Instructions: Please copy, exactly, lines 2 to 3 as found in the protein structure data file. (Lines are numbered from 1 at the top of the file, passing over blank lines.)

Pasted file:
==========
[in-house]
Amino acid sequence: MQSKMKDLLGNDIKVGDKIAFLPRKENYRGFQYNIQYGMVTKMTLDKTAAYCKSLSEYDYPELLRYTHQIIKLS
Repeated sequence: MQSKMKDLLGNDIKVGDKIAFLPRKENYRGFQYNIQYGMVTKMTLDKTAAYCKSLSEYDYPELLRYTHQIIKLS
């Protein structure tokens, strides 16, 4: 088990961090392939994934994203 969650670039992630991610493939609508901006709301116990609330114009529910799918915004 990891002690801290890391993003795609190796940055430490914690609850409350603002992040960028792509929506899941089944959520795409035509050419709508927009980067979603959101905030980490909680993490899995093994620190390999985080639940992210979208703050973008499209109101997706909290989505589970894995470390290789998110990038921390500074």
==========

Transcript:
Amino acid sequence: MQSKMKDLLGNDIKVGDKIAFLPRKENYRGFQYNIQYGMVTKMTLDKTAAYCKSLSEYDYPELLRYTHQIIKLS
Repeated sequence: MQSKMKDLLGNDIKVGDKIAFLPRKENYRGFQYNIQYGMVTKMTLDKTAAYCKSLSEYDYPELLRYTHQIIKLS